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ALPINE SKI LESSONS: MOGUL SKIING
Mogul skiing
Mogul skiing is usually underrated by skiers, and is seen as a hard discipline. It's true that to be able to master mogul skiing, real technical and physical capacities are required. Mogul skiing is, nonetheless, an essential training tool for the skier as it allows him/her to very efficiently work on several important basic techniques, especially the flex/extension combo, and allows him/her to develop his/her muscular capacities.
The position while going over moguls
The upper body is straight, leaning slightly forward in respect to the plane of the slope. Your head should always be up, your eyes looking ahead, to anticipate the next moguls. The knees are largely bent, to absorb the ground under them. Your shins are putting solid pressure on your boots' tongues.

The mogul skiing position
Method for beginners
The goal is to use the top of the moguls to turn more easily.

Use the basic position, largely bending your knees. The latter will play an essential role, as they are the ones that will absorb the moguls, by going up like shock absorbers. This capacity to absorb very broken grounds requires a good muscular condition and needs to be worked on. The upper body should stay tall and straight, and only the legs are mobile.
Exercise
While traversing a mogul field, knees largely bent, get used to absorbing the grounds by letting your knees go up (flex/extension) and by keeping your upper body as still as possible. Practise doing this exercise many times, progressively increasing your speed on steeper and steeper slopes.
After a traverse, pick a fairly large and round mogul. Plant your poles on the top of the mogul and let your knees flex as your skis go up the mogul. Once on the top, you'll find it extremely easy to turn your skis and, by edging, to lean on the outside ski for support. Complete the turn while going down the mogul, in extension so as to maintain contact with the snow, and finish by traversing.

After a few runs, reduce the length of the traverses to link the turns.
Method for advanced skiers
When you increase your speed and want to go down the run following the fall line, the challenge is to manage to sustain a perfect snow-ski contact. As such, instead of going for the top of the moguls, the skier will choose to ski between the bumps or on their sides, in order to select the most regular path.

As in powder skiing, the skiing position is "stacked". The upper body is slightly leaning forward, faces the slope and is mostly still; the legs are the only ones working hard on absorbing the relief and steering turns. The knees are very mobile, in a forward position and will be pulled up quite high (as high as the chest) during the flex phase.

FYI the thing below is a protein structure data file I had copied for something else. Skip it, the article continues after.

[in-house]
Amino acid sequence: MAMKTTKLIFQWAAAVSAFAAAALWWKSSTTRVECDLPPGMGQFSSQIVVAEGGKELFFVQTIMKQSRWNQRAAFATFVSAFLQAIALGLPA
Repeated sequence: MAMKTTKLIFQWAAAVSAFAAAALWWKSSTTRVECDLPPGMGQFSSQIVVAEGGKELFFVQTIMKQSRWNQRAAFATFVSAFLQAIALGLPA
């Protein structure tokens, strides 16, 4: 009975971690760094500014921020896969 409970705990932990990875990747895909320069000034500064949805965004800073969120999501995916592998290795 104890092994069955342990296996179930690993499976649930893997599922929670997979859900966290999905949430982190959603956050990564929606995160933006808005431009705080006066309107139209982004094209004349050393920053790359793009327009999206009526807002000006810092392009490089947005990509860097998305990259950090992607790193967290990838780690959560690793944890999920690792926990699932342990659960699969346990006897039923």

The different phases
Reach out in front of you to plant your pole in the mogul coming up. Steer your skis so that they are locked in the slope uphill from the mogul. Your legs, in a forward position, will largely bend to absorb your speed. There should be a wide angle between your upper body (facing the slope) and your skis (perpendicular to the slope). During this stacking phase, firmly use your pole for support.

As you go over the mogul, your skis will unweight and naturally realign themselves with your upper body's and the slope's axis. Your speed will then rapidly increase. Keep your balance by leaning forwards and get ready for the next turn.
Advice
In mogul skiing, decelerations are very strong, and even brutal. To make sure you don't lose your balance forward, your legs are ahead of your upper body . Nonetheless, don't put all your weight on your heels when skiing, to shift your balance backwards. Instead, work on standing nice and flat on your boots' soles and on bringing your skis progressively forward as the speed increases.

The pole plant is essential. The pole should be planted away from you, and rather prematurely on the next mogul. You should use the pole for weight support, especially during the stacking phase. Your arms should always be in front of you, anticipating the pole plant.

Your eyes should be looking ahead so that you can select the line you will ski and anticipate the moguls coming up.

You'll be able to control your speed during the stacking phase, when coming up the uphill side of the mogul. Your legs, as they flex, will absorb part of your kinetic energy. The skis, flat on the slope of the following bump, can withstand an important amount of pressure, without any risk of them skidding.
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